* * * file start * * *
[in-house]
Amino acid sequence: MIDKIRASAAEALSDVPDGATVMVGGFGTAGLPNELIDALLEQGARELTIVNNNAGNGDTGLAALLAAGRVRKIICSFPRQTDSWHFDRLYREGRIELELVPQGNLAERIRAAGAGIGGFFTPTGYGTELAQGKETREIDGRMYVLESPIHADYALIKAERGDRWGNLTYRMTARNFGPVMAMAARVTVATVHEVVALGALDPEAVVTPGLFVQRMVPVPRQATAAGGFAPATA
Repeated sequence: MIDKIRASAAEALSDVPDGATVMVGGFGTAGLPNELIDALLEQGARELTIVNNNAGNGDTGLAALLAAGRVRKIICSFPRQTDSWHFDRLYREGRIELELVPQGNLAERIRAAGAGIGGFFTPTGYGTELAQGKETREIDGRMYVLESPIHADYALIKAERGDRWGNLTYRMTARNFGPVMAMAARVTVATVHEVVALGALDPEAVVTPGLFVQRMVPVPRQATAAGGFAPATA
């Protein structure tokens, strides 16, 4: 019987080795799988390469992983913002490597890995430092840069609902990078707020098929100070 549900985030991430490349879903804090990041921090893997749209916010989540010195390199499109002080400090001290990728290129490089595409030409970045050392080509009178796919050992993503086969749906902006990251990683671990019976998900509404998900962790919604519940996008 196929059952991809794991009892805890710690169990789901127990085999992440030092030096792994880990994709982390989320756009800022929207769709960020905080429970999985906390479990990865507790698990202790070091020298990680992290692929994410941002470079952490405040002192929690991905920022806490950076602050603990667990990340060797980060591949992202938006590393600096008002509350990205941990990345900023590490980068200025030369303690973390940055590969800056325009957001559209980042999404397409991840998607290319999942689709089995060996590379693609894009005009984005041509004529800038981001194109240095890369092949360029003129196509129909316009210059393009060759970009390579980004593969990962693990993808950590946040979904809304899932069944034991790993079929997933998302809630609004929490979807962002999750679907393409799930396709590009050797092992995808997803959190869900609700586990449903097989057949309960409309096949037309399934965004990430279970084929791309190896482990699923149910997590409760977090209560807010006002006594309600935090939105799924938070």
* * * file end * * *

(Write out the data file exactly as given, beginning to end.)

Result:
[in-house]
Amino acid sequence: MIDKIRASAAEALSDVPDGATVMVGGFGTAGLPNELIDALLEQGARELTIVNNNAGNGDTGLAALLAAGRVRKIICSFPRQTDSWHFDRLYREGRIELELVPQGNLAERIRAAGAGIGGFFTPTGYGTELAQGKETREIDGRMYVLESPIHADYALIKAERGDRWGNLTYRMTARNFGPVMAMAARVTVATVHEVVALGALDPEAVVTPGLFVQRMVPVPRQATAAGGFAPATA
Repeated sequence: MIDKIRASAAEALSDVPDGATVMVGGFGTAGLPNELIDALLEQGARELTIVNNNAGNGDTGLAALLAAGRVRKIICSFPRQTDSWHFDRLYREGRIELELVPQGNLAERIRAAGAGIGGFFTPTGYGTELAQGKETREIDGRMYVLESPIHADYALIKAERGDRWGNLTYRMTARNFGPVMAMAARVTVATVHEVVALGALDPEAVVTPGLFVQRMVPVPRQATAAGGFAPATA
């Protein structure tokens, strides 16, 4: 019987080795799988390469992983913002490597890995430092840069609902990078707020098929100070 549900985030991430490349879903804090990041921090893997749209916010989540010195390199499109002080400090001290990728290129490089595409030409970045050392080509009178796919050992993503086969749906902006990251990683671990019976998900509404998900962790919604519940996008 196929059952991809794991009892805890710690169990789901127990085999992440030092030096792994880990994709982390989320756009800022929207769709960020905080429970999985906390479990990865507790698990202790070091020298990680992290692929994410941002470079952490405040002192929690991905920022806490950076602050603990667990990340060797980060591949992202938006590393600096008002509350990205941990990345900023590490980068200025030369303690973390940055590969800056325009957001559209980042999404397409991840998607290319999942689709089995060996590379693609894009005009984005041509004529800038981001194109240095890369092949360029003129196509129909316009210059393009060759970009390579980004593969990962693990993808950590946040979904809304899932069944034991790993079929997933998302809630609004929490979807962002999750679907393409799930396709590009050797092992995808997803959190869900609700586990449903097989057949309960409309096949037309399934965004990430279970084929791309190896482990699923149910997590409760977090209560807010006002006594309600935090939105799924938070």